Compare any two graphics cards:
GeForce 9800 GX2 vs Radeon HD 4870 512MB
IntroThe GeForce 9800 GX2 has a GPU core clock speed of 600 MHz, and the 512 MB of GDDR3 RAM runs at 1000 MHz through a 256-bit bus. It also is comprised of 128 Stream Processors, 64 Texture Address Units, and 16 ROPs.
Compare those specifications to the Radeon HD 4870 512MB, which makes use of a 55 nm design. AMD has set the core frequency at 750 MHz. The GDDR5 memory runs at a speed of 900 MHz on this card. It features 800(160x5) SPUs as well as 40 TAUs and 16 Rasterization Operator Units.
Supreme Commander 2
GeForce 9800 GX2 wins
(Based entirely on the benchmarks listed above)
When combining all game benchmark scores on this page together, the GeForce 9800 GX2 wins overall, by 4 FPS. Please note that we do not have the results of every benchmark ever done for these cards, so the results may differ wildly in different games.
Power Usage and Theoretical Benchmarks
Power Consumption (Max TDP)
Theoretically speaking, the GeForce 9800 GX2 will be 11% quicker than the Radeon HD 4870 512MB in general, because of its greater data rate. (explain)
Texel RateThe GeForce 9800 GX2 is a lot (more or less 156%) faster with regards to AF than the Radeon HD 4870 512MB. (explain)
Pixel RateThe GeForce 9800 GX2 will be much (more or less 60%) more effective at anti-aliasing than the Radeon HD 4870 512MB, and able to handle higher screen resolutions while still performing well. (explain)
Please note that the above 'benchmarks' are all just theoretical - the results were calculated based on the card's specifications, and real-world performance may (and probably will) vary at least a bit.
One or more cards in this comparison are multi-core. This means that their bandwidth, texel and pixel rates are theoretically doubled - this does not mean the card will actually perform twice as fast, but only that it should in theory be able to. Actual game benchmarks will give a more accurate idea of what it's capable of.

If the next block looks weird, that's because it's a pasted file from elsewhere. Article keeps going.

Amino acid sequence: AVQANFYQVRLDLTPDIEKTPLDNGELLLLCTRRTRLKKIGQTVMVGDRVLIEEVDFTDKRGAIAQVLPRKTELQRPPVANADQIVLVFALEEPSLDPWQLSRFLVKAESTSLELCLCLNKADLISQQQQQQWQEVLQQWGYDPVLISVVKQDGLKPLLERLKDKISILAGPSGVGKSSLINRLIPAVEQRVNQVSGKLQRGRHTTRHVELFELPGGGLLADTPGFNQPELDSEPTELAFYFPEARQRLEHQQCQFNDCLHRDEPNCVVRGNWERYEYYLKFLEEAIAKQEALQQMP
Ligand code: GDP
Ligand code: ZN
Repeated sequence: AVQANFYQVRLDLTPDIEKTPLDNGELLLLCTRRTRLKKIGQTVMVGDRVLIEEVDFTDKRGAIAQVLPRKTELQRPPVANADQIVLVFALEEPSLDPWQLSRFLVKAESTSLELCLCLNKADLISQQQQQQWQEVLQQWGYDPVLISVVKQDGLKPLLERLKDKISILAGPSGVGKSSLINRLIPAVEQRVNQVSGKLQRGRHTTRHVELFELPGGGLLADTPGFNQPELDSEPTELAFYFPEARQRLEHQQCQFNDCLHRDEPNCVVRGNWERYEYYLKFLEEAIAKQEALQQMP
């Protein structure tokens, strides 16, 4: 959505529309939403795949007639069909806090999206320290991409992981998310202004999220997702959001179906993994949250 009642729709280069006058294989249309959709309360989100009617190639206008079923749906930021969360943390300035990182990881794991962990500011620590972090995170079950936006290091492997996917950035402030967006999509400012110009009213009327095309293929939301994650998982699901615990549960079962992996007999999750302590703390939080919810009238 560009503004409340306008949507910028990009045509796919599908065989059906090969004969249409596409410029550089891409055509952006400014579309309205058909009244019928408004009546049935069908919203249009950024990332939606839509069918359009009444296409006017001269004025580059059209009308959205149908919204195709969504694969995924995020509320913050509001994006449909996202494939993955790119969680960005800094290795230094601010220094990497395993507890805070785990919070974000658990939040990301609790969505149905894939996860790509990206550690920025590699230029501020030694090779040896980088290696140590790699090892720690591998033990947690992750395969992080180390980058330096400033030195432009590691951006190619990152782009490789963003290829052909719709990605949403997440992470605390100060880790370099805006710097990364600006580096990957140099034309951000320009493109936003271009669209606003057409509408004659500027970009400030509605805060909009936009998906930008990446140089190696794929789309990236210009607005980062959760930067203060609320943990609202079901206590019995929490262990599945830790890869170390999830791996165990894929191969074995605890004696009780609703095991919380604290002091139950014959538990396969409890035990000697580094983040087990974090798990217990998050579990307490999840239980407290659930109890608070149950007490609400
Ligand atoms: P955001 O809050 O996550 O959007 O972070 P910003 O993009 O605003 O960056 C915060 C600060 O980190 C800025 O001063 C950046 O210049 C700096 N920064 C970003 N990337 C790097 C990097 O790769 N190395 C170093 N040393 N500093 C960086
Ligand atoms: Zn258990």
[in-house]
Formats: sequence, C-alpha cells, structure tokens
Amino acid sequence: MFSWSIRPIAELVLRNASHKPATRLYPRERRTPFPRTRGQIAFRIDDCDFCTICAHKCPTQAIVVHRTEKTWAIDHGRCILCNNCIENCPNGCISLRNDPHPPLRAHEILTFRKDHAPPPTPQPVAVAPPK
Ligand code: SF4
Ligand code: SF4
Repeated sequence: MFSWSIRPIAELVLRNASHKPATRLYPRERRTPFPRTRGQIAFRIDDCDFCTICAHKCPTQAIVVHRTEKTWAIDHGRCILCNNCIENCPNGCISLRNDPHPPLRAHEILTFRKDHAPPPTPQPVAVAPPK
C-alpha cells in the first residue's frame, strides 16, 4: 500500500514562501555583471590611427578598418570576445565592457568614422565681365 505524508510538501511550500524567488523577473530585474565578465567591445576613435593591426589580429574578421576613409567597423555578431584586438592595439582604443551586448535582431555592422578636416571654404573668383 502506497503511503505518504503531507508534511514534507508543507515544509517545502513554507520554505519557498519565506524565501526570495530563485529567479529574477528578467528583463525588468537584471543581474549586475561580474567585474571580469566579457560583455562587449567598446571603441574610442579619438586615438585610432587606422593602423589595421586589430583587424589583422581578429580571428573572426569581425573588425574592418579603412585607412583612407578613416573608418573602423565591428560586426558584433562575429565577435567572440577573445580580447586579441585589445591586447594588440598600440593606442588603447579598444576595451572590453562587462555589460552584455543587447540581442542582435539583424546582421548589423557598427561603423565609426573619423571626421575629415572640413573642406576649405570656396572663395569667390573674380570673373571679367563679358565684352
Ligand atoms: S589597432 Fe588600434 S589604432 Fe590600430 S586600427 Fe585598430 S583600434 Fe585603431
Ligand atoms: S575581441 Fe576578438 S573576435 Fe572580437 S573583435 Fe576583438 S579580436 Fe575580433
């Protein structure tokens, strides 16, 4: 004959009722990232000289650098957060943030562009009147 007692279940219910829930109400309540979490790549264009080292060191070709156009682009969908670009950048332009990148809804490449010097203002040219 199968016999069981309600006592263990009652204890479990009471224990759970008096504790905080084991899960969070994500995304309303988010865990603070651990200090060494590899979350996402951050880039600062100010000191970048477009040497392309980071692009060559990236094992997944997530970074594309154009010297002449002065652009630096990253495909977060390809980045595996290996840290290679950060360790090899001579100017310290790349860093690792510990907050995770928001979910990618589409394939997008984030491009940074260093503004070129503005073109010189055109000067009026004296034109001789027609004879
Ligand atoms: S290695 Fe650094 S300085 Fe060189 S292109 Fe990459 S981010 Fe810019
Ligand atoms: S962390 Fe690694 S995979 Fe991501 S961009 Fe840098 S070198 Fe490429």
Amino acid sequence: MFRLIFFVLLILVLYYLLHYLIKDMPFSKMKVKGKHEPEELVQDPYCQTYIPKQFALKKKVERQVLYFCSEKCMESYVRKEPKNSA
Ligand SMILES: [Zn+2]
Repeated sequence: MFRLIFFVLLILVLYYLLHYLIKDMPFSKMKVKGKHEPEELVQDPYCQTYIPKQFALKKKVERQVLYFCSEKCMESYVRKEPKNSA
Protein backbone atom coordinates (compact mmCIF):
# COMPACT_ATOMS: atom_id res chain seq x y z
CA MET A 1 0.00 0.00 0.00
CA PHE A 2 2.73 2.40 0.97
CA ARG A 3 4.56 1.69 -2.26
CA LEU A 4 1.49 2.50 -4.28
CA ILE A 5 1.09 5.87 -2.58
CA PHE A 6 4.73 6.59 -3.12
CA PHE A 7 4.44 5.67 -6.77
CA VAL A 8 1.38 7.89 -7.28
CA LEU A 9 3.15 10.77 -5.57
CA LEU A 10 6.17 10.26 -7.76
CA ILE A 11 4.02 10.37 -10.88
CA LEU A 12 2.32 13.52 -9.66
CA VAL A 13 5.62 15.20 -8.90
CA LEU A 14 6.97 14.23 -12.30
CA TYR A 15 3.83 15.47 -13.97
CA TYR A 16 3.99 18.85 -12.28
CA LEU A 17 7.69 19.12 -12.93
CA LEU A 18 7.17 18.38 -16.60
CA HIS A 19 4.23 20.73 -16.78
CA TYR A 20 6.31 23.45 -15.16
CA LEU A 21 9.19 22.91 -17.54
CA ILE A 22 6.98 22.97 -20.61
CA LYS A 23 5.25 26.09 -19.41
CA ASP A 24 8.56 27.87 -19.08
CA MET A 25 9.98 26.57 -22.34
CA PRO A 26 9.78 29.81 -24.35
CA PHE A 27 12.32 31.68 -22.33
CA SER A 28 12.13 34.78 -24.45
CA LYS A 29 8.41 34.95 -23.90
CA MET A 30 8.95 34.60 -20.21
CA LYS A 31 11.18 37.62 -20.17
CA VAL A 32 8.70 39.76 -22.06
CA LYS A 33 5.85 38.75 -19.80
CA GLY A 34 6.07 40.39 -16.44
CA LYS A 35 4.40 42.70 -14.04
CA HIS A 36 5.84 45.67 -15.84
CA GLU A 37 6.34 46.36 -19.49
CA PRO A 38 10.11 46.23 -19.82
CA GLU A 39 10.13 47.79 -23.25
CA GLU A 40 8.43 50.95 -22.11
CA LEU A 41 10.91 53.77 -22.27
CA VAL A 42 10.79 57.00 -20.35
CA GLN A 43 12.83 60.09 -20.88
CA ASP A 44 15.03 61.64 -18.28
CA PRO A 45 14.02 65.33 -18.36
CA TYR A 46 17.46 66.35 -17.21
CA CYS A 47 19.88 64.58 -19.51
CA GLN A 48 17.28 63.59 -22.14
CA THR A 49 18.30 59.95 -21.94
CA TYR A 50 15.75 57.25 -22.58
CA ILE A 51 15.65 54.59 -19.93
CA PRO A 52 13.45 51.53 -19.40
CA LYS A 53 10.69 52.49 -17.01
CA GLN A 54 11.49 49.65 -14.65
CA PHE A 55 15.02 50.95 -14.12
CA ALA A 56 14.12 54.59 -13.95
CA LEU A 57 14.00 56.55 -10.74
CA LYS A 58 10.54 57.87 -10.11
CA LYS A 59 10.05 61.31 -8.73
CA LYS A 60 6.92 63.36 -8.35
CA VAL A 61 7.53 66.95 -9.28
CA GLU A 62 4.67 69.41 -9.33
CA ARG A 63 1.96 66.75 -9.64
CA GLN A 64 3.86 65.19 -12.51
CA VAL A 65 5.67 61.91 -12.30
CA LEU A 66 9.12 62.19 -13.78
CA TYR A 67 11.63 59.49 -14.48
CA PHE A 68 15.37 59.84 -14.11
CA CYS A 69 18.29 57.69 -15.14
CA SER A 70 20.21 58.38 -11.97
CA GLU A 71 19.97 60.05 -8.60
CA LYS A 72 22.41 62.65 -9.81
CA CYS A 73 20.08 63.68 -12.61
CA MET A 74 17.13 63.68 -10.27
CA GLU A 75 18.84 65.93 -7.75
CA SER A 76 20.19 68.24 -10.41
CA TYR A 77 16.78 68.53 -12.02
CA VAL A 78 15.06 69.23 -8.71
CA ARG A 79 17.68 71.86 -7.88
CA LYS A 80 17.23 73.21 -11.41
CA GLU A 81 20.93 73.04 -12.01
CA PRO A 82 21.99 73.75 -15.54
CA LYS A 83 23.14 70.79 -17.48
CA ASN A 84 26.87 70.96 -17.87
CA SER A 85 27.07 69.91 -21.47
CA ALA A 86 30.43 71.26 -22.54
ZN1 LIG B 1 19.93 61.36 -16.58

Please note that the price comparisons are based on search keywords - sometimes it might show cards with very similar names that are not exactly the same as the one chosen in the comparison. We do try to filter out the wrong results as best we can, though.
Memory Bandwidth: Bandwidth is the largest amount of information (measured in MB per second) that can be transported past the external memory interface within a second. It is worked out by multiplying the card's interface width by its memory speed. If the card has DDR memory, it should be multiplied by 2 once again. If it uses DDR5, multiply by ANOTHER 2x. The better the card's memory bandwidth, the better the card will be in general. It especially helps with anti-aliasing, HDR and high resolutions.
Texel Rate: Texel rate is the maximum number of texture map elements (texels) that can be applied in one second. This number is calculated by multiplying the total texture units by the core speed of the chip. The higher the texel rate, the better the graphics card will be at handling texture filtering (anisotropic filtering - AF). It is measured in millions of texels in a second.
Pixel Rate: Pixel rate is the maximum amount of pixels that the graphics card can possibly record to its local memory in one second - measured in millions of pixels per second. Pixel rate is calculated by multiplying the amount of Raster Operations Pipelines by the the core speed of the card. ROPs (Raster Operations Pipelines - aka Render Output Units) are responsible for drawing the pixels (image) on the screen. The actual pixel fill rate also depends on many other factors, especially the memory bandwidth of the card - the lower the bandwidth is, the lower the ability to reach the maximum fill rate.